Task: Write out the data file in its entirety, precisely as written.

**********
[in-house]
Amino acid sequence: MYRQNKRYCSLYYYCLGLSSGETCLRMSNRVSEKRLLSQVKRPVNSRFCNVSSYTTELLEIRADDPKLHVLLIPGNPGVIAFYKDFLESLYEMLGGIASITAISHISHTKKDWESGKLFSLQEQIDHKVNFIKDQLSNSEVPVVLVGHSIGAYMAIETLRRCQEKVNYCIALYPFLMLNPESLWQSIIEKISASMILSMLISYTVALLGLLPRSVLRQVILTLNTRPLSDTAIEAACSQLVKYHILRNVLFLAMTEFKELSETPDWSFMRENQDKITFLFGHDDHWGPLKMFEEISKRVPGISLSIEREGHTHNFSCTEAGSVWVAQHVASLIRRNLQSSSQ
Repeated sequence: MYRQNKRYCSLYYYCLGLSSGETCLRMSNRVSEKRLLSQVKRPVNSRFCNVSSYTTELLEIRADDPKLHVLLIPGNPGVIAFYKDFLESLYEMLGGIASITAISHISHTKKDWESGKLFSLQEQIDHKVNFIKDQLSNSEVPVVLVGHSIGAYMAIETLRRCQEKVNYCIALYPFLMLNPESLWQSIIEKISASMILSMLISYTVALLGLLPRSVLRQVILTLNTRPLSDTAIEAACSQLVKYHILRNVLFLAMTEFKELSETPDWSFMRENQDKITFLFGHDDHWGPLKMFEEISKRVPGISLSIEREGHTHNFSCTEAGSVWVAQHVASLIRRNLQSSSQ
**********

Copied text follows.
[in-house]
Amino acid sequence: MYRQNKRYCSLYYYCLGLSSGETCLRMSNRVSEKRLLSQVKRPVNSRFCNVSSYTTELLEIRADDPKLHVLLIPGNPGVIAFYKDFLESLYEMLGGIASITAISHISHTKKDWESGKLFSLQEQIDHKVNFIKDQLSNSEVPVVLVGHSIGAYMAIETLRRCQEKVNYCIALYPFLMLNPESLWQSIIEKISASMILSMLISYTVALLGLLPRSVLRQVILTLNTRPLSDTAIEAACSQLVKYHILRNVLFLAMTEFKELSETPDWSFMRENQDKITFLFGHDDHWGPLKMFEEISKRVPGISLSIEREGHTHNFSCTEAGSVWVAQHVASLIRRNLQSSSQ
Repeated sequence: MYRQNKRYCSLYYYCLGLSSGETCLRMSNRVSEKRLLSQVKRPVNSRFCNVSSYTTELLEIRADDPKLHVLLIPGNPGVIAFYKDFLESLYEMLGGIASITAISHISHTKKDWESGKLFSLQEQIDHKVNFIKDQLSNSEVPVVLVGHSIGAYMAIETLRRCQEKVNYCIALYPFLMLNPESLWQSIIEKISASMILSMLISYTVALLGLLPRSVLRQVILTLNTRPLSDTAIEAACSQLVKYHILRNVLFLAMTEFKELSETPDWSFMRENQDKITFLFGHDDHWGPLKMFEEISKRVPGISLSIEREGHTHNFSCTEAGSVWVAQHVASLIRRNLQSSSQ